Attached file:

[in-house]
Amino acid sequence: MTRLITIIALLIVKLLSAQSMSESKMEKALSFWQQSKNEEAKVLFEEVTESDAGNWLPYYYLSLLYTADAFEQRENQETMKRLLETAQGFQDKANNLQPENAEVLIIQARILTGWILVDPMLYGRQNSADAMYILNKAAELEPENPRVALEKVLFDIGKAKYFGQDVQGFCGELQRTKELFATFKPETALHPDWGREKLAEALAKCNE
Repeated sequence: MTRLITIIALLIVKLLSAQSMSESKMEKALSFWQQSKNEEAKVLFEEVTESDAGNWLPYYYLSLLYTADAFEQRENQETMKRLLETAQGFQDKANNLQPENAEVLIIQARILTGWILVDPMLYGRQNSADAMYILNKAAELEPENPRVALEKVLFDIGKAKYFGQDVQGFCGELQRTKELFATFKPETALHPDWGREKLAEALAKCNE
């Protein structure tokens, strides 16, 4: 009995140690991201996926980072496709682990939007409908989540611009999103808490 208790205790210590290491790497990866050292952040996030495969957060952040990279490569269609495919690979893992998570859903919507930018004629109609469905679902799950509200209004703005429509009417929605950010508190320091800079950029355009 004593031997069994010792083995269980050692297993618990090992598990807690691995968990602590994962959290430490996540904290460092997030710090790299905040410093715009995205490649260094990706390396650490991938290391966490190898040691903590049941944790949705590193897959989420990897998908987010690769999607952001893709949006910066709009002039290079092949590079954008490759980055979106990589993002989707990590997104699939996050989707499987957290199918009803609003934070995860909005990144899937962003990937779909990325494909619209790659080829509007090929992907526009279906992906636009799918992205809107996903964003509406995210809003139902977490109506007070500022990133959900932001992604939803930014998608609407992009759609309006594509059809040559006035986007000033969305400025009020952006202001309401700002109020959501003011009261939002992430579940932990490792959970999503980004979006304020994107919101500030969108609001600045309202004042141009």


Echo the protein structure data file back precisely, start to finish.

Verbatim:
[in-house]
Amino acid sequence: MTRLITIIALLIVKLLSAQSMSESKMEKALSFWQQSKNEEAKVLFEEVTESDAGNWLPYYYLSLLYTADAFEQRENQETMKRLLETAQGFQDKANNLQPENAEVLIIQARILTGWILVDPMLYGRQNSADAMYILNKAAELEPENPRVALEKVLFDIGKAKYFGQDVQGFCGELQRTKELFATFKPETALHPDWGREKLAEALAKCNE
Repeated sequence: MTRLITIIALLIVKLLSAQSMSESKMEKALSFWQQSKNEEAKVLFEEVTESDAGNWLPYYYLSLLYTADAFEQRENQETMKRLLETAQGFQDKANNLQPENAEVLIIQARILTGWILVDPMLYGRQNSADAMYILNKAAELEPENPRVALEKVLFDIGKAKYFGQDVQGFCGELQRTKELFATFKPETALHPDWGREKLAEALAKCNE
């Protein structure tokens, strides 16, 4: 009995140690991201996926980072496709682990939007409908989540611009999103808490 208790205790210590290491790497990866050292952040996030495969957060952040990279490569269609495919690979893992998570859903919507930018004629109609469905679902799950509200209004703005429509009417929605950010508190320091800079950029355009 004593031997069994010792083995269980050692297993618990090992598990807690691995968990602590994962959290430490996540904290460092997030710090790299905040410093715009995205490649260094990706390396650490991938290391966490190898040691903590049941944790949705590193897959989420990897998908987010690769999607952001893709949006910066709009002039290079092949590079954008490759980055979106990589993002989707990590997104699939996050989707499987957290199918009803609003934070995860909005990144899937962003990937779909990325494909619209790659080829509007090929992907526009279906992906636009799918992205809107996903964003509406995210809003139902977490109506007070500022990133959900932001992604939803930014998608609407992009759609309006594509059809040559006035986007000033969305400025009020952006202001309401700002109020959501003011009261939002992430579940932990490792959970999503980004979006304020994107919101500030969108609001600045309202004042141009």